Marble bust of Trajan
Emperor of the Roman Empire
Reign27 January 98 – 8 August 117
PredecessorNerva, adoptive father
Born18 September 53
Italica, Hispania, now Province of Seville, Andalusia, Spain
Died8 August 117 (aged 63)
Selinus, Cilicia, now Gazipaşa, Antalya Province, Turkey
BurialRome (ashes in foot of Trajan's Column, now lost), now Trajan's Forum, Rome, Italy
IssueHadrian (adoptive)
Full name
  • Marcus Ulpius Trajanus
    (from birth to adoption)
Regnal name
  • Caesar Marcus Ulpius Nerva Trajanus
    (from adoption to accession)
  • Imperator Caesar Nerva Trajanus Divi Nervae filius Augustus
    (as emperor)
Roman imperial dynasties
Nervo-Trajanic Dynasty
   Natural - (none)
   Adoptive - Trajan
   Natural - (none)
   Adoptive - Hadrian
   Natural - (none)
   Adoptive - Lucius Aelius
   Adoptive - Antoninus Pius

Trajan (ən/; Latin: Imperator Caesar Nerva Trajanus Divi Nervae filius Augustus;[1][2] 18 September 53 – 8 August 117 AD) was Roman emperor from 98 to 117 AD. Officially declared by the Senate optimus princeps ("the best ruler"), Trajan is remembered as a successful soldier-emperor who presided over the greatest military expansion in Roman history, leading the empire to attain its maximum territorial extent by the time of his death. He is also known for his philanthropic rule, overseeing extensive public building programs and implementing social welfare policies, which earned him his enduring reputation as the second of the Five Good Emperors who presided over an era of peace and prosperity in the Mediterranean world.

Born in the city of Italica (close to modern Sevilla) in the province of Hispania Baetica, Trajan's non-patrician family was of Italian and Iberian origin. Trajan rose to prominence during the reign of emperor Domitian. Serving as a legatus legionis in Hispania Tarraconensis, in 89 Trajan supported Domitian against a revolt on the Rhine led by Antonius Saturninus. In September 96, Domitian was succeeded by Marcus Cocceius Nerva, an old and childless senator who proved to be unpopular with the army. After a brief and tumultuous year in power, culminating in a revolt by members of the Praetorian Guard, Nerva was compelled to adopt the more popular Trajan as his heir and successor. He died on 27 January 98 and was succeeded by his adopted son without incident.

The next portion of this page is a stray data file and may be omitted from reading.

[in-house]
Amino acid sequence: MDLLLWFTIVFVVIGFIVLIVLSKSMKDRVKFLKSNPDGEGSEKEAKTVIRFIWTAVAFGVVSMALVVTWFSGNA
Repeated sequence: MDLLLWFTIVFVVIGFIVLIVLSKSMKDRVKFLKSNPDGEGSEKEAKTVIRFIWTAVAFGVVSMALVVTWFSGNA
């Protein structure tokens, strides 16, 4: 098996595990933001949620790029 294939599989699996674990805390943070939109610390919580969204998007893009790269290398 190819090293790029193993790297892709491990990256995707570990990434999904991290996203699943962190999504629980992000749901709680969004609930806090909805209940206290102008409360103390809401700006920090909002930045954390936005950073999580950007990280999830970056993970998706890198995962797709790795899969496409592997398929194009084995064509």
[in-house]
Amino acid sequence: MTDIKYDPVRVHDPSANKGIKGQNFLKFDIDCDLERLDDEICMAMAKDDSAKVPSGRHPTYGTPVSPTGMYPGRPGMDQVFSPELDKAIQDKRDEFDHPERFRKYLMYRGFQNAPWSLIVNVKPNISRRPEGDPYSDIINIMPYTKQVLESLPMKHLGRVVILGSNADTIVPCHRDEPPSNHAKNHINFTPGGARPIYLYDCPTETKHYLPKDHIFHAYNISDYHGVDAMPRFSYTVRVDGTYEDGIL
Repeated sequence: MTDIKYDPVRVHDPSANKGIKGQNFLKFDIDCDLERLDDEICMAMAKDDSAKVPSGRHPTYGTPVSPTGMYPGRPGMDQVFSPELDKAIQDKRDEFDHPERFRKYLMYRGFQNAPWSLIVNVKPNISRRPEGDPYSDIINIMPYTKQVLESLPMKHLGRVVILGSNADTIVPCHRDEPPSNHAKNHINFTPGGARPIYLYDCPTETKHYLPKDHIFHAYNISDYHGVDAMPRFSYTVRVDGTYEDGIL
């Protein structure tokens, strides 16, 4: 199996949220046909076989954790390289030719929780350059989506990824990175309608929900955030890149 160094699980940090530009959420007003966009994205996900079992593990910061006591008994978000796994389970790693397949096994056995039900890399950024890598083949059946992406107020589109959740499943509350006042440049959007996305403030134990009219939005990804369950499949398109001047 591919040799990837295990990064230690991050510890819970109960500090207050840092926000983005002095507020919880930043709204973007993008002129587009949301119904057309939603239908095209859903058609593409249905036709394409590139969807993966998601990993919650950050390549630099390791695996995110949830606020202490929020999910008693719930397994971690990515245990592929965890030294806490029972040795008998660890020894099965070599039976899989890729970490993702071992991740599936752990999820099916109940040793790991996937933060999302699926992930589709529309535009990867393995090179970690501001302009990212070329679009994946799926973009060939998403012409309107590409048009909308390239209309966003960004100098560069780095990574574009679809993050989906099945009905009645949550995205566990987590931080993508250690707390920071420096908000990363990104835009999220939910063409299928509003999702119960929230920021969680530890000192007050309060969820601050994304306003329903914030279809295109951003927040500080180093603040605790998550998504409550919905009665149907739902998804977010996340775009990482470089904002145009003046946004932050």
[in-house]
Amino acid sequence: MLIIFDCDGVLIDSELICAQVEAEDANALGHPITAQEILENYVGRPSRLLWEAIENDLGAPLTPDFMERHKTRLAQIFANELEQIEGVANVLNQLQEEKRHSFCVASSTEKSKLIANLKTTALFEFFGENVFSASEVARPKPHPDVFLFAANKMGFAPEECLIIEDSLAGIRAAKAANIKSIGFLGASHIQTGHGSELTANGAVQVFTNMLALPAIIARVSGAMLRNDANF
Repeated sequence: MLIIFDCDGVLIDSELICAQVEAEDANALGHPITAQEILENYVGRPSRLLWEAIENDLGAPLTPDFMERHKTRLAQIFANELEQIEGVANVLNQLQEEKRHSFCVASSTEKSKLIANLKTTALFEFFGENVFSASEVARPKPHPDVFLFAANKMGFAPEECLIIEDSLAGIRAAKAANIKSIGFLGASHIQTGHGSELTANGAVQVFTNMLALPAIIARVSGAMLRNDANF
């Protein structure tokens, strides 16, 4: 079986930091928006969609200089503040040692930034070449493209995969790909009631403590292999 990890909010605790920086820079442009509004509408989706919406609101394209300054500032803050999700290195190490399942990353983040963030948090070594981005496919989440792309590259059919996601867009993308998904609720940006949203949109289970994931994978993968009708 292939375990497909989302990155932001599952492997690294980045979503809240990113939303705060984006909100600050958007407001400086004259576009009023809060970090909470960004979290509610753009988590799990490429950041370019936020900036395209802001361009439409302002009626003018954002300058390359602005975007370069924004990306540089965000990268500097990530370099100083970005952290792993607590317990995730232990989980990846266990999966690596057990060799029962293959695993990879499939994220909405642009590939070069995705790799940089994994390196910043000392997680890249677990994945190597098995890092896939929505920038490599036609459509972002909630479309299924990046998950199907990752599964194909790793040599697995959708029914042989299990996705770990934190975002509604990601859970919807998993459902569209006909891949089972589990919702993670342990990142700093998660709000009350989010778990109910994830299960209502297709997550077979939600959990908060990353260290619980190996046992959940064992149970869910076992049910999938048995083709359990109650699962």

As a civilian administrator, Trajan is best known for his extensive public building program, which reshaped the city of Rome and left numerous enduring landmarks such as Trajan's Forum, Trajan's Market and Trajan's Column. Early in his reign, he annexed the Nabataean Kingdom, creating the province of Arabia Petraea. His conquest of Dacia enriched the empire greatly, as the new province possessed many valuable gold mines.

Trajan's war against the Parthian Empire ended with the sack of the capital Ctesiphon and the annexation of Armenia and Mesopotamia. His campaigns expanded the Roman Empire to its greatest territorial extent. In late 117, while sailing back to Rome, Trajan fell ill and died of a stroke in the city of Selinus. He was deified by the Senate and his ashes were laid to rest under Trajan's Column. He was succeeded by his adopted son Hadrian.


As an emperor, Trajan's reputation has endured – he is one of the few rulers whose reputation has survived nineteen centuries. Every new emperor after him was honoured by the Senate with the wish felicior Augusto, melior Traiano (that he be "luckier than Augustus and better than Trajan"). Among medieval Christian theologians, Trajan was considered a virtuous pagan. In the Renaissance, Machiavelli, speaking on the advantages of adoptive succession over heredity, mentioned the five successive good emperors "from Nerva to Marcus"[3] – a trope out of which the 18th-century historian Edward Gibbon popularized the notion of the Five Good Emperors, of whom Trajan was the second.[4]